CATCH-UP STROKING SHOULD BE CONSIDERED A TECHNIQUE ERROR
Schnitzle, C., Seifert, L., Ernwein, V., & Chollet, D. (2008). Arm coordination adaptations assessment in swimming. International Journal of Sports Medicine, 29, 480-487.
The link between modifications in arm coordination (ldC) and intracyclic velocity variation (IVV) as a function of swim pace and gender was investigated. Elite swimmers (N = 12) performed five different swim paces. Video analysis allowed arm coordination determination. The intracyclic velocity variation was determined with a velocity-meter system.
There was a significant increase in arm coordination with swim pace but no significant change in intracyclic velocity variation. There was a gender effect for the mean values of both arm coordination and intracyclic velocity variation. This suggests that the increase in arm coordination with swimming velocity helps to maintain intracyclic velocity stability, and the mean arm coordination and the intracyclic velocity variation level are determined by the relationship between anthropometric parameters and mechanical power output. Indeed, compared to males, the females generally had a lower mechanical power output, and lower drag to overcome, which explains the lower intracyclic velocity variation found. It was concluded that increasing arm coordination could be a strategy adopted by elite swimmers to maintain intracyclic velocity variation at a constant level, despite increases in both propulsive and drag forces and in relation to individual characteristics. Thus, the intracyclic velocity variation-arm coordination relationship may be an interesting tool to determine a swimmer's misadaptation to the swim pace and to orient individual coaching in coordination analysis.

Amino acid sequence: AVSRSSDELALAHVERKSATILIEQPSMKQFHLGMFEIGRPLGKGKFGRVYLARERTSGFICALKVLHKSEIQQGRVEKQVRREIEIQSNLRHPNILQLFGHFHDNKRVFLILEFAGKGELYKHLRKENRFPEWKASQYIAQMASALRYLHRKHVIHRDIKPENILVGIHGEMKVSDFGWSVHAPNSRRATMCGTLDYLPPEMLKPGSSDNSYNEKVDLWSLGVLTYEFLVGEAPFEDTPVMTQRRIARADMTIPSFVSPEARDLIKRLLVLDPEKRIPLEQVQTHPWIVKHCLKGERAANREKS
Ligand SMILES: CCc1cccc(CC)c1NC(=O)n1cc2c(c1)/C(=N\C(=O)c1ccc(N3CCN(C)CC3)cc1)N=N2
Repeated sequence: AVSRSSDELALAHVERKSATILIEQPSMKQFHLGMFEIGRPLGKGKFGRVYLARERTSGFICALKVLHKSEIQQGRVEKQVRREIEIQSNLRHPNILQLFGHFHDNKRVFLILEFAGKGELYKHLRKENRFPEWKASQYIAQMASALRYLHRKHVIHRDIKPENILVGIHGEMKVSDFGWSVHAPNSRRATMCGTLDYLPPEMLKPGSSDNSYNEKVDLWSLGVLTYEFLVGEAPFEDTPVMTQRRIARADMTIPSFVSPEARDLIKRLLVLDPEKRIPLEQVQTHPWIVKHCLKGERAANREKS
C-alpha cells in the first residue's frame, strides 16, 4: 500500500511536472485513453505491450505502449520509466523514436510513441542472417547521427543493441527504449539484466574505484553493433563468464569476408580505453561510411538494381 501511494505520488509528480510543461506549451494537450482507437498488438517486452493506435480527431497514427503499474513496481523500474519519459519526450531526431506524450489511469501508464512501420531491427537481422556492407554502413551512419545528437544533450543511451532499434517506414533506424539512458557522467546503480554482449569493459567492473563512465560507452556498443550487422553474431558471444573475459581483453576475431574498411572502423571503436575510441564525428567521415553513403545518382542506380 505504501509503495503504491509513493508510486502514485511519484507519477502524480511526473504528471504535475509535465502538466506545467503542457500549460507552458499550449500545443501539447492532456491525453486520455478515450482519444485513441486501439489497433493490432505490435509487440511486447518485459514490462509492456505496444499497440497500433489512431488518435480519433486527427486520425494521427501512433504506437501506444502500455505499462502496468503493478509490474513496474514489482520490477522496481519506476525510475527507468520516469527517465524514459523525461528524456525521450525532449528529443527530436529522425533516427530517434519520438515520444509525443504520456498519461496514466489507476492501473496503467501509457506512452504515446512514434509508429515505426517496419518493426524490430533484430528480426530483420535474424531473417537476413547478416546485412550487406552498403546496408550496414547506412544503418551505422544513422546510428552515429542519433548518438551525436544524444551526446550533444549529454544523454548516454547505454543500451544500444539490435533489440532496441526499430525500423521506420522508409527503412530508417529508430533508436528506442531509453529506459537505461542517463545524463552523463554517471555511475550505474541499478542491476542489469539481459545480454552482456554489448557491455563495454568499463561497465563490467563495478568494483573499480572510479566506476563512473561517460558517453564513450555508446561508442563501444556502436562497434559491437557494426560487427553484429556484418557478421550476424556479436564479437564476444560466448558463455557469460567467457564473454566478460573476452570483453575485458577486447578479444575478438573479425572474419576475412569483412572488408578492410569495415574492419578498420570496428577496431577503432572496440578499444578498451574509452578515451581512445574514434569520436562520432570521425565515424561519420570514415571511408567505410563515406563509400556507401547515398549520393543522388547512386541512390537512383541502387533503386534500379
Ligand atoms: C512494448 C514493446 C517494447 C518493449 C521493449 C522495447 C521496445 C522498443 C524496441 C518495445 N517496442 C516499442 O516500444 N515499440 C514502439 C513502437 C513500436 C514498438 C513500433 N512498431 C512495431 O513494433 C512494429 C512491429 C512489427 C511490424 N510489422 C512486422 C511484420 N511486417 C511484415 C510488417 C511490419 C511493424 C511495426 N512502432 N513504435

Implication. Arm coordination refers to the degree to which the alternating arms function opposite each other, reducing any intertial lag between the finish of one and the start of propulsion of the other. As swimmers go faster, those lags, which are usually evidence of a degree of "catch-up stroke", shorten. Females perform less catch-up stroking than males. Thus, the magnitude of intracyclic velocity variation, that is, the difference between the peak and lowest forward velocities in a swimming stroke cycle, should be considered a diagnostic index of stroking technique error.
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